United States Secretary of State Mike Pompeo on Thursday said discussions were continuing on whether to grant India waivers from US sanctions on Russia and Iran, reported PTI. He said that Washington did not aim to “penalise great strategic partners like India”.
“The sanctions aren’t intended to adversely impact countries like India,” said Pompeo. “They are intended to be a have an impact on the sanctioned country, which is Russia.”
Pompeo, along with Defence Secretary James Mattis, held the first 2+2 Dialogue with External Affairs Minister Sushma Swaraj and Defence Minister Nirmala Sitharaman in New Delhi on Thursday.
Last week, a top US government official warned India that Washington cannot guarantee New Delhi a special waiver from sanctions if it buys new weapons platforms from Moscow. The US is reportedly unhappy with India’s plans to buy the S-400 long-range, surface-to-air missile system from Russia.
Under new US laws, countries that make deals with Russian defence or intelligence sectors can face sanctions. However, the US Congress, on August 1, granted President Donald Trump and Pompeo the power to waive sanctions. On Thursday, Pompeo said the US would work with India on its planned purchase of the S-400.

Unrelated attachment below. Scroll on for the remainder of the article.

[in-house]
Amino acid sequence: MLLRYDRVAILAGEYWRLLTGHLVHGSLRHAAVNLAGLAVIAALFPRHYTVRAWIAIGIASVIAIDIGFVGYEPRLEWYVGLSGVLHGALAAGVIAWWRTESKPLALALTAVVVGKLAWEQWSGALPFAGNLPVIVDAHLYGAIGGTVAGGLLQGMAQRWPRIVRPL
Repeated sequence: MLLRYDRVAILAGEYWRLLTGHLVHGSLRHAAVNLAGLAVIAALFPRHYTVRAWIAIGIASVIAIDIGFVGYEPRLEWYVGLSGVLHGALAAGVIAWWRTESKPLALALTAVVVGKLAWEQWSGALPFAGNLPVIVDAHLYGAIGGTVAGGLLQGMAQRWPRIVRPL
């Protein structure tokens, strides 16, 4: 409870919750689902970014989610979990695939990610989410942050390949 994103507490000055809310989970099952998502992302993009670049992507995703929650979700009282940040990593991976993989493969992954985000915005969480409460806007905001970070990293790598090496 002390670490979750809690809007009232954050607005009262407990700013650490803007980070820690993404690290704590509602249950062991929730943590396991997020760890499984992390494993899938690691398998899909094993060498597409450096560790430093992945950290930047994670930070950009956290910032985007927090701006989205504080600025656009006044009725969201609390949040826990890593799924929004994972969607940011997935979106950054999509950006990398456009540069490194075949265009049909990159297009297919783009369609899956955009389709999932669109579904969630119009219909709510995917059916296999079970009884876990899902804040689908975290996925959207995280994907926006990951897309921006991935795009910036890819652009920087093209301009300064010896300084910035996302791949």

Pompeo said that the US wants to bridge the trade deficit with India, reported ANI. “India is going to buy more energy products and aircraft from the US,” he said. “But the gap will remain and I urge them to do all they can to narrow it.”
On the issue of India’s oil imports from Iran, the US has told every nation that sanctions with respect to Iranian crude oil will be enforced from November 4, said Pompeo. “We will consider waivers where appropriate, but that it is our expectation that the purchases of Iranian crude oil will go to zero from every country, or sanctions will be imposed,” he said.
Earlier on Thursday, India and the US signed the Communications Compatibility and Security Agreement, which allows India to receive advanced US military hardware. Sitharaman said the two countries agreed to continue their cooperation against terrorism and other security challenges.